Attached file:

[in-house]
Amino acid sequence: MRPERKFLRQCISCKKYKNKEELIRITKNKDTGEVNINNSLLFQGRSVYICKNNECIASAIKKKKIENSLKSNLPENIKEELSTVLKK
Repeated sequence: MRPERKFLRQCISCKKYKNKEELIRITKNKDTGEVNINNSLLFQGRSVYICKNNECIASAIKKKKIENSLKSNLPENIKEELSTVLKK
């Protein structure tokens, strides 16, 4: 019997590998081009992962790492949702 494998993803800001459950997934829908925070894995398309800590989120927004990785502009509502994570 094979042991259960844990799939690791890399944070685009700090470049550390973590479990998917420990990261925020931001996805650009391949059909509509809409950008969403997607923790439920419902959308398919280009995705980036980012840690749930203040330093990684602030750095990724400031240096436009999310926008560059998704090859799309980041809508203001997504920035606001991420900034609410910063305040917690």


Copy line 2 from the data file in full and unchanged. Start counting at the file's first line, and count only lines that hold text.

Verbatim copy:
Amino acid sequence: MRPERKFLRQCISCKKYKNKEELIRITKNKDTGEVNINNSLLFQGRSVYICKNNECIASAIKKKKIENSLKSNLPENIKEELSTVLKK